Greg, yes, even if it starts a sentence iPod should have an uppercase P (that was my mistake, and I just corrected it in my post, so thank you for pointing it out).

b. collins

another great piece for lifehacker.

Nick

So: Is "wiki" a verb AND a noun, or just a noun?

Ragdoll

Ugh! How horribly inconsistent and antiquated. I'm supposed to write Internet and intranet (and presumably extranet) with different capitalization rules? Webmaster but not website? iPod yet Yahoo? These don't make sense.

I get the feeling that AP is making up confusing rules just to sort out the grammatical elite from the common people.

Dan Santow

Nick, I suppose wiki can be a verb, though to be honest I’m not going to encourage you.

And Ragdoll, far be it from me to be an AP Stylebook apologist, but in many cases there is some logic behind its guidance. For instance, it’s Internet (instead of internet) because AP says it is “a unique computer network, which is why it is often referred to as ‘the" Internet.’” But the same can’t be said of intranet or extranet.

Norm Leigh

Dan,
Thanks for the handy list of AP style conventions for some commonly used words and phrases. As a long-time reporter and now a PR practitioner, I've been using the AP Stylebook throughout my career. Though at times it can be frustrating tracking down a usage matter, overall, it's a wonderful resource. Lists like your's are ideal because they make the information even more easily accessible. I don't know if the AP has put out an indexed electronic version of their reference benchmark. If they haven't, they should.

Dorothy

Mind clarifying listserv/Listserv? The footnote doesn't seem to agree with the list? Thanks!

Dan Santow

Dorothy! You're right, I erred in my footnote - the correct AP Style is, as it appears in the list, Listserv (uppercased because, as AP notes, it is "a trademark name for computer software for managing electronic mailing lists." Thanks for your close reading and question.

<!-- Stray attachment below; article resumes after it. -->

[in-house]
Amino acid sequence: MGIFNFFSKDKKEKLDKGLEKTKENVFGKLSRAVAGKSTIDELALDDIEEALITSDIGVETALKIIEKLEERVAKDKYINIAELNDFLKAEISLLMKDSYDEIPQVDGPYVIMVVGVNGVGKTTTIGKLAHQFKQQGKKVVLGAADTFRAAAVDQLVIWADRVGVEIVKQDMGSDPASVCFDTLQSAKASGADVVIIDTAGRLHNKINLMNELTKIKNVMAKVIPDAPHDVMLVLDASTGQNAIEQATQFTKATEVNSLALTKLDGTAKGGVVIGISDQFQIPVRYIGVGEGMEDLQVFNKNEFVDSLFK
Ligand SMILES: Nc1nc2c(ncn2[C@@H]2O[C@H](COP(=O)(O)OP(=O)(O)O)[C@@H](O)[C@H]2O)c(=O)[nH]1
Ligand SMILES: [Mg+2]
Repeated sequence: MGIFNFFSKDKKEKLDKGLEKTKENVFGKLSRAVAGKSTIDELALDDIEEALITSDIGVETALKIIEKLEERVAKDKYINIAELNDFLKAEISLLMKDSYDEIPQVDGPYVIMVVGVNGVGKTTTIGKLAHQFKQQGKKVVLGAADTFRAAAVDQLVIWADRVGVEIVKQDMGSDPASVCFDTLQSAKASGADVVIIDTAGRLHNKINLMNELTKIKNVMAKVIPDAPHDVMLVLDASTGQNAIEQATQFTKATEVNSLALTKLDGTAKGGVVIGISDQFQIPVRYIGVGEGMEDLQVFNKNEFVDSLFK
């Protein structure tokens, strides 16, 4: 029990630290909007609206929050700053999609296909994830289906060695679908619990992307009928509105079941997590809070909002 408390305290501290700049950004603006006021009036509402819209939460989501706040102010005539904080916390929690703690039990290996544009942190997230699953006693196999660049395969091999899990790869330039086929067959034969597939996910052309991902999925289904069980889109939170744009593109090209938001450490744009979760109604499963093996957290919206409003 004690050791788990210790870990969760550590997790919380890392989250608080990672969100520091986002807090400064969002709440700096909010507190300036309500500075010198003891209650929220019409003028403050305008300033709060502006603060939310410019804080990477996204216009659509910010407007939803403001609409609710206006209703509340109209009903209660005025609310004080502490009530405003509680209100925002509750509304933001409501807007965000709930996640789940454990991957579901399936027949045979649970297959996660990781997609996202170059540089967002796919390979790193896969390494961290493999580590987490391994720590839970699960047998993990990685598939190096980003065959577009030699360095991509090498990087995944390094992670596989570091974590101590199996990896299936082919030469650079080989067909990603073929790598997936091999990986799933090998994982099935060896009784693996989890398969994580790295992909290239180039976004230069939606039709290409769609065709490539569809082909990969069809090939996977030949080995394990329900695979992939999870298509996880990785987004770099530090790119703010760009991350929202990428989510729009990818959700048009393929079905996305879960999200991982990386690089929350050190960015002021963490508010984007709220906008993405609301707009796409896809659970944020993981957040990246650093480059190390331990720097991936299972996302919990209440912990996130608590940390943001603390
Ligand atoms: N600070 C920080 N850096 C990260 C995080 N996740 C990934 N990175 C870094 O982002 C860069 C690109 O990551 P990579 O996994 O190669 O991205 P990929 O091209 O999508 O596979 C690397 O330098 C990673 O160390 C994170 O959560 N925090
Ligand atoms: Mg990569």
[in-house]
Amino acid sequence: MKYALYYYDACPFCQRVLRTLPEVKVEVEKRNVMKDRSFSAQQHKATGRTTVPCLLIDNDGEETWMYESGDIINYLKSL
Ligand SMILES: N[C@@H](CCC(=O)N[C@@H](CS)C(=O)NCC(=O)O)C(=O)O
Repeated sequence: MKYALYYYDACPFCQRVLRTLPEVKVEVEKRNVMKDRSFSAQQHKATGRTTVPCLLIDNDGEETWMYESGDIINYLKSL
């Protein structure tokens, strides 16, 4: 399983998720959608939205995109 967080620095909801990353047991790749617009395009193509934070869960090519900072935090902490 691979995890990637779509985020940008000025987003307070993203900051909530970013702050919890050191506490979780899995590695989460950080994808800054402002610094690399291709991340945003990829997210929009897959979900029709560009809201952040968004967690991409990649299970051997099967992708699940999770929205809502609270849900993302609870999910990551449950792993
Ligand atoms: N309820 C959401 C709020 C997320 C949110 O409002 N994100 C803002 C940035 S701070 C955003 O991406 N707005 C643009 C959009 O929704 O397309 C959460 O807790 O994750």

Chris

I would like to include one minor comment the appropriate writing style for tech lingo. This is a minor thing, and I'm probably being a bit nitpicky, but I'm a techno-geek. Your list mentions the proper spelling and capitalization for words like "megabyte" and "kilobyte". I would like to add that there is an established syntax for their abbreviations as well. "Megabyte" is abbreviated "MB", all caps. "Mb" with a lowercase "b" is the abbreviation for "megabit". The same is true for kilobytes, gigabytes, and so on.

Britt Stromberg

Perhaps a different topic, but I'm curious what your thoughts are about using contractions in Web copy.

I advise clients to use them because they're easier to read/scan, but I get pushback about formality. This usually happens with larger, more established brands.

Rich Rosa

Wow, I must be a real grammar geek because I love this post. What are your thoughts on on-line and online?

My understanding is that when used as an adjective, it's "on-line," i.e., He uses on-line marketing to promote his business, and it's "online "when it is used as a noun, i.e., He does all his marketing online.

armin

thanks
http://shahnameferdowsi.blogfa.com/

social bookmarking

really appreciated